We had the opportunity to catch up with Lotus-Renault GP owner Genii Capital’s Gerard Lopez recently. Lopez was quite open to reveal some details on what’s the whole deal with Group Lotus, Proton and Genii Capital, especially with regards to the working relationship between Group Lotus and Genii Capital, as well as Genii Capital working to open doors with Proton in certain markets. Lopez also shares his feelings about the whole Group Lotus versus Team Lotus court case that’s to be heard in March this year. Enjoy the interview.

What is Lotus’ involvement, in terms of funding for this project and how long is it?

It’s a 7-year sponsoring agreement. And as would be the case with any sponsorship agreement, we wouldn’t disclose a number. It’s a 7-year program for Lotus, that is on one hand the sponsoring agreement, and on the other hand a technical collaboration agreement.

And then the last one which is not spoken about in the newspapers at all is the fact that the team is owned by Genii Capital, which we own, and we have an agreement with Proton and are working a number of things with them, including opening certain geographies in terms of platform, like Russia for instance. It’s not a one variable equation.

When you say the team is owned by Genii Capital in terms of shareholding structure, what’s the breakdown then?

In terms of shareholding structure today, it’s Genii Capital with Lotus having an option to buy into the team in different tranches. Right now, it’s Genii Capital 100% with Lotus having the option to take over 50% at some point in time.

And the option is for how long?

I believe two years.

When did you buy into F1?

About little over a year ago. A year and two months.

Besides F1, are you involved in any other sporting activities?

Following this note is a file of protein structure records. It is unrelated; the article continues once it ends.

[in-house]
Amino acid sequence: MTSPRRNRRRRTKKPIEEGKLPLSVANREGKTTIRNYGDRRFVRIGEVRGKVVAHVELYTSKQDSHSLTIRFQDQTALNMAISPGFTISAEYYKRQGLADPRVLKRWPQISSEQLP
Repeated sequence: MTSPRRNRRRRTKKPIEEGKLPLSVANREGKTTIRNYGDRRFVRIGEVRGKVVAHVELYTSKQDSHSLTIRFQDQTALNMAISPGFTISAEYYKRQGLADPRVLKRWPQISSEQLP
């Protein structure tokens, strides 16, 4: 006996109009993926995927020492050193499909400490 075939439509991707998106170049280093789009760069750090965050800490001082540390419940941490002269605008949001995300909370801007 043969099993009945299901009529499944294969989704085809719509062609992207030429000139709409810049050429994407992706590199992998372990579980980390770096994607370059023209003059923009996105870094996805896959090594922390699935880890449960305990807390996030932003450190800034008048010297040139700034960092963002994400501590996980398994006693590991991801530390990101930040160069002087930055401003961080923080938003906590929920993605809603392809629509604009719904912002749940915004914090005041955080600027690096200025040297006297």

Not to the level of F1. We have a foundation that helps out with children playing soccer. But yeah, in sports this is our main thing.

So your focus is now Formula 1?

In sports, yes. But Formula 1 is one out of 34 companies in Genii, and it goes from Solar Energy, brake manufacturing, engine manufacturing, real estate, clean tech, funding clean tech, so it’s much broader. This Formula 1 team you see here is one company out of many companies in different areas that we have at Genii Capital.

So you’re basically a private equity fund?

A private equity fund would be what our sister company Mangrove is, that is you invest other people’s money. Genii Capital is our own, we own Genii Capital 100 percent. There’s no outside investors.

And how many people own Genii Capital?

Two. Myself and Eric Lux. We are based in Luxembourg.

Are you trying to dispose all of your shares in the team?

No, unlike a normal investment, this is not one we expect to sell to make a profit. This is one that is used through a certain strategy we have for some of our companies to use it for their promotions. So for us, it is important to own it.